3) Walther P-38 - it just influenced too many later designs to not get some mention. If it had only been high-capacity, it would have been the first "Wondernine."

    I will have to read the article tonight to see what their criteria were; I'm guessing it's in the box.
     
    Last edited: Aug 17, 2009
  7. searcher451

    searcher451 Member

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    +1 on the P.38 -- a highly influential design. Among a number of other excellent guns, it spawned the Walther P5, which is as good a handgun as has ever been produced, IMO.
     
  8. doc2rn

    doc2rn Member

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    Well being an ardent shooter but not a collector I would make a lot of changes.
    1. 1911
    2. Colt Snake Named Revolvers
    3. Glock 19 and varients
    4. Ruger GP100s
    5. Luger 9mm
    6. Sig .380s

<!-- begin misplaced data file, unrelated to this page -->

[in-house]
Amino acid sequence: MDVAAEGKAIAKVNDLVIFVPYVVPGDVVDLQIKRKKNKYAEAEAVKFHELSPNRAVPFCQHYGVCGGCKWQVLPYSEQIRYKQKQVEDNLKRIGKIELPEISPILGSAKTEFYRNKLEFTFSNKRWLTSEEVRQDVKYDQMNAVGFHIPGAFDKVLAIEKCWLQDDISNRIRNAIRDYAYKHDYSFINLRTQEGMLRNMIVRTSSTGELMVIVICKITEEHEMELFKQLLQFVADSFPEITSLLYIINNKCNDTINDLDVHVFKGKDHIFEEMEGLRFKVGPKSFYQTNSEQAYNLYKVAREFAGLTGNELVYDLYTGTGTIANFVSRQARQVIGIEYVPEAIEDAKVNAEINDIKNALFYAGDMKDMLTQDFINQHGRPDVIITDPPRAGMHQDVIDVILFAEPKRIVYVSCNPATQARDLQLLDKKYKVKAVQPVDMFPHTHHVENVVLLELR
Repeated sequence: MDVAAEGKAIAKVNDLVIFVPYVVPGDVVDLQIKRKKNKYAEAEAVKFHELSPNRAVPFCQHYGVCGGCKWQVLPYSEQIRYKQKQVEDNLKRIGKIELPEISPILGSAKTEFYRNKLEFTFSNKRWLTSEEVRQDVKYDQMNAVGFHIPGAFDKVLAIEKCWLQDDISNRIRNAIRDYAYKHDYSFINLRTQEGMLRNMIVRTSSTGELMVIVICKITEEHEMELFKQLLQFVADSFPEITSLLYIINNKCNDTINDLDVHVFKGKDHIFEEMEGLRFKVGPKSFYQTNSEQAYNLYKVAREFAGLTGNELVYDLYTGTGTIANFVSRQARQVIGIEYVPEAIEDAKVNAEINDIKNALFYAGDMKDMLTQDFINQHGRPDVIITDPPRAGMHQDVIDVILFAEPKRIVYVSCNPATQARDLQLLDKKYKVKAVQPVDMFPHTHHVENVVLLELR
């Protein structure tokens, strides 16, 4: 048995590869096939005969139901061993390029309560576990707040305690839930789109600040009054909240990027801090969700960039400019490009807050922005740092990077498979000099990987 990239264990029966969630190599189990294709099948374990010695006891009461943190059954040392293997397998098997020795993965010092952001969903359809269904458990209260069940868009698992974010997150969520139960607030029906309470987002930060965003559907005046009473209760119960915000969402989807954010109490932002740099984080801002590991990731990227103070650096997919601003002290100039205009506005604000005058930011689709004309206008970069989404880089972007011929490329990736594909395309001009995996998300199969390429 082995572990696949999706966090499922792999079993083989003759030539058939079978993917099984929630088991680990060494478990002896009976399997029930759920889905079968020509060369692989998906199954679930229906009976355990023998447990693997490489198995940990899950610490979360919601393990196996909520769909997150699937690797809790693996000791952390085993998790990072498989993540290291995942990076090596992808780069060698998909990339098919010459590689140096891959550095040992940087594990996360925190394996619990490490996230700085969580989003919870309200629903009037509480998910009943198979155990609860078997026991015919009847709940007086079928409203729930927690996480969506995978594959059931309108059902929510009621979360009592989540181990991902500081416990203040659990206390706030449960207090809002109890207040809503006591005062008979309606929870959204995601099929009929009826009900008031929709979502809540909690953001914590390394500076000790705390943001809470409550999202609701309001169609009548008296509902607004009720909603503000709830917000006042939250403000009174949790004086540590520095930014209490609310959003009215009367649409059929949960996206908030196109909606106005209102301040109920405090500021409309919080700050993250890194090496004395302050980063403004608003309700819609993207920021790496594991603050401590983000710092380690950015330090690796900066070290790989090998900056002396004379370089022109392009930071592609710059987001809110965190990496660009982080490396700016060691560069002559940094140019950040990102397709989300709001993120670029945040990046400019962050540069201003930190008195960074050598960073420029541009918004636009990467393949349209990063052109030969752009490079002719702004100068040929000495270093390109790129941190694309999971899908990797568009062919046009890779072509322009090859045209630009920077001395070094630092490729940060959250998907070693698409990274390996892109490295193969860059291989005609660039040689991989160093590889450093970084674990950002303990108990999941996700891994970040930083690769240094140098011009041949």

7. Browning Hi Powers
    8. Ruger MKII
    9. Browning Buckmark
    10. AK-47s
     
  9. earlthegoat2

    earlthegoat2 Member

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    I do think the 1911 was somewhat rightfully on the top but it scored 39 points higher than the next best one which I think is total horse hockey. Not that 1911s arent overrated by all the gun magazines anyway. Given the critera though it may have been loaded towards the 1911.

    BUT, it was just a top ten list and it isnt meant to be the end all be all and that is stated in the article even. The points criteria was pretty SOP for any of the top ten lists which is to be expected. Nonetheless it is the only article I have read in the magazine so far.

    These are my FAVORITE handguns

    For my list of how they rated them I would probably put the Hi Power as number one because it was used by more militaries for a heck of a long time as opposed to the 1911 used by a few militaries for a briefly longer time. I would probably nix the Volcanic from the list since it contributed more to rifles than handguns. It is true that it is how Smith and Wesson got its start though. I dont know what I would replace it with though maybe the HK P7. That one really shouldnt make the list by their criteria. Maybe the P38 or Beretta 92.